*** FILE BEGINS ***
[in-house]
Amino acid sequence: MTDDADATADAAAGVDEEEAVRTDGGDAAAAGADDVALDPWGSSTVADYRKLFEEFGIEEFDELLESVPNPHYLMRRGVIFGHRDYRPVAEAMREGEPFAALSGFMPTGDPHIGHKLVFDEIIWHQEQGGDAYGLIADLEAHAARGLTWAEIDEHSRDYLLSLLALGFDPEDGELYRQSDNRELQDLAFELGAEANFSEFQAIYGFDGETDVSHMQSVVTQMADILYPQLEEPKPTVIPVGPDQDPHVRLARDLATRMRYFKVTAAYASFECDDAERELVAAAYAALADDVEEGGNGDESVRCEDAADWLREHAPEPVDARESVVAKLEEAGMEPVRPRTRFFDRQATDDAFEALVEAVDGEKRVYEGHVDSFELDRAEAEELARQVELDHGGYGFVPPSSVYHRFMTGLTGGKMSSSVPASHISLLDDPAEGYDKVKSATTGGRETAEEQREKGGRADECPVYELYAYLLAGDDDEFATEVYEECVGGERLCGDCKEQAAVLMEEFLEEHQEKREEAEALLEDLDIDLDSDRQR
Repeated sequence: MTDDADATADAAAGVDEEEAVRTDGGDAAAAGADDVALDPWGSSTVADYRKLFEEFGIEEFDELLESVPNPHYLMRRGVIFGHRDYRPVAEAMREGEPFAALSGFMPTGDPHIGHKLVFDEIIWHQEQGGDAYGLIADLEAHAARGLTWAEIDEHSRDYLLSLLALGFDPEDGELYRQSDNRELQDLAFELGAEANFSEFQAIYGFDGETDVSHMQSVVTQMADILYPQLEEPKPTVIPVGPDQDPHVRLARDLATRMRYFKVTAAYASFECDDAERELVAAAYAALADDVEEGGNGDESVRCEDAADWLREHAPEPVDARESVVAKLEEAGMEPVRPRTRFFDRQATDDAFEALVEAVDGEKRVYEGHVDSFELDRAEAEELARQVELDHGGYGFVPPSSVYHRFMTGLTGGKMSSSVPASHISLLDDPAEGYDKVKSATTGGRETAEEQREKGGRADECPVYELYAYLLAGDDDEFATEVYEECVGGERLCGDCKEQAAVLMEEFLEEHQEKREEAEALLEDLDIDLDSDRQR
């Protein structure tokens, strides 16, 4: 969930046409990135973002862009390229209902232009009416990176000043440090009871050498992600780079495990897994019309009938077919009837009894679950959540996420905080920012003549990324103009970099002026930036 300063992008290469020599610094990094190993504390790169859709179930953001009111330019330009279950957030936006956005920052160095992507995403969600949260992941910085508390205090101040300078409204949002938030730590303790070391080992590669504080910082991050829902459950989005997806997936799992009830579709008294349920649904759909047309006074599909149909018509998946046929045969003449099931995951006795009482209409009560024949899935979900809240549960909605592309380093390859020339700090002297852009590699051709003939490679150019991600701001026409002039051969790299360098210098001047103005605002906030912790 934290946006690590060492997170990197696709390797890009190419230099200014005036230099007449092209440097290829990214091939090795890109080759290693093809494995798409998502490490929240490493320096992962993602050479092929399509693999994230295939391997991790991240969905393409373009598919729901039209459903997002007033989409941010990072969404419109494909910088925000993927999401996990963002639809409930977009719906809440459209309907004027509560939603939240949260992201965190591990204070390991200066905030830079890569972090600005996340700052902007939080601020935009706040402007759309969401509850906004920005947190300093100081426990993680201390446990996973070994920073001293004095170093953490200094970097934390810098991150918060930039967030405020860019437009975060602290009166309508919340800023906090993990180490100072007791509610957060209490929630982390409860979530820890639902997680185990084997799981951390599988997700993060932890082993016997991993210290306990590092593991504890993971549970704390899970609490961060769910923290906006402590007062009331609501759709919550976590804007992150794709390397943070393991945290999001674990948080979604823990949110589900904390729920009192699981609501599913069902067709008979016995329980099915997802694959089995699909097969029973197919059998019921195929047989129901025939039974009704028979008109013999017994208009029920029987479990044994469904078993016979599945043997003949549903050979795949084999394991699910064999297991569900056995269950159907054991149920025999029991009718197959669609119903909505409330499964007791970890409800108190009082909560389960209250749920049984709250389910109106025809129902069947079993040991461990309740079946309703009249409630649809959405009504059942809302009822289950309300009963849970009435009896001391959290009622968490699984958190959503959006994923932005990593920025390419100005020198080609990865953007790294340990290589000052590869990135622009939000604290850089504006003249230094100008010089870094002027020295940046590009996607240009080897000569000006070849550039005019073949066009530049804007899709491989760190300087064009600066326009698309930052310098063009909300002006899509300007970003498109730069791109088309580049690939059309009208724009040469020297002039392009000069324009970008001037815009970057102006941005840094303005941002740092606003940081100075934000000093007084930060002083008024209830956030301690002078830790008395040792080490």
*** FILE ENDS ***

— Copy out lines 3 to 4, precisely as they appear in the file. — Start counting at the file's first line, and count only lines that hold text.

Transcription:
Repeated sequence: MTDDADATADAAAGVDEEEAVRTDGGDAAAAGADDVALDPWGSSTVADYRKLFEEFGIEEFDELLESVPNPHYLMRRGVIFGHRDYRPVAEAMREGEPFAALSGFMPTGDPHIGHKLVFDEIIWHQEQGGDAYGLIADLEAHAARGLTWAEIDEHSRDYLLSLLALGFDPEDGELYRQSDNRELQDLAFELGAEANFSEFQAIYGFDGETDVSHMQSVVTQMADILYPQLEEPKPTVIPVGPDQDPHVRLARDLATRMRYFKVTAAYASFECDDAERELVAAAYAALADDVEEGGNGDESVRCEDAADWLREHAPEPVDARESVVAKLEEAGMEPVRPRTRFFDRQATDDAFEALVEAVDGEKRVYEGHVDSFELDRAEAEELARQVELDHGGYGFVPPSSVYHRFMTGLTGGKMSSSVPASHISLLDDPAEGYDKVKSATTGGRETAEEQREKGGRADECPVYELYAYLLAGDDDEFATEVYEECVGGERLCGDCKEQAAVLMEEFLEEHQEKREEAEALLEDLDIDLDSDRQR
């Protein structure tokens, strides 16, 4: 969930046409990135973002862009390229209902232009009416990176000043440090009871050498992600780079495990897994019309009938077919009837009894679950959540996420905080920012003549990324103009970099002026930036 300063992008290469020599610094990094190993504390790169859709179930953001009111330019330009279950957030936006956005920052160095992507995403969600949260992941910085508390205090101040300078409204949002938030730590303790070391080992590669504080910082991050829902459950989005997806997936799992009830579709008294349920649904759909047309006074599909149909018509998946046929045969003449099931995951006795009482209409009560024949899935979900809240549960909605592309380093390859020339700090002297852009590699051709003939490679150019991600701001026409002039051969790299360098210098001047103005605002906030912790 934290946006690590060492997170990197696709390797890009190419230099200014005036230099007449092209440097290829990214091939090795890109080759290693093809494995798409998502490490929240490493320096992962993602050479092929399509693999994230295939391997991790991240969905393409373009598919729901039209459903997002007033989409941010990072969404419109494909910088925000993927999401996990963002639809409930977009719906809440459209309907004027509560939603939240949260992201965190591990204070390991200066905030830079890569972090600005996340700052902007939080601020935009706040402007759309969401509850906004920005947190300093100081426990993680201390446990996973070994920073001293004095170093953490200094970097934390810098991150918060930039967030405020860019437009975060602290009166309508919340800023906090993990180490100072007791509610957060209490929630982390409860979530820890639902997680185990084997799981951390599988997700993060932890082993016997991993210290306990590092593991504890993971549970704390899970609490961060769910923290906006402590007062009331609501759709919550976590804007992150794709390397943070393991945290999001674990948080979604823990949110589900904390729920009192699981609501599913069902067709008979016995329980099915997802694959089995699909097969029973197919059998019921195929047989129901025939039974009704028979008109013999017994208009029920029987479990044994469904078993016979599945043997003949549903050979795949084999394991699910064999297991569900056995269950159907054991149920025999029991009718197959669609119903909505409330499964007791970890409800108190009082909560389960209250749920049984709250389910109106025809129902069947079993040991461990309740079946309703009249409630649809959405009504059942809302009822289950309300009963849970009435009896001391959290009622968490699984958190959503959006994923932005990593920025390419100005020198080609990865953007790294340990290589000052590869990135622009939000604290850089504006003249230094100008010089870094002027020295940046590009996607240009080897000569000006070849550039005019073949066009530049804007899709491989760190300087064009600066326009698309930052310098063009909300002006899509300007970003498109730069791109088309580049690939059309009208724009040469020297002039392009000069324009970008001037815009970057102006941005840094303005941002740092606003940081100075934000000093007084930060002083008024209830956030301690002078830790008395040792080490």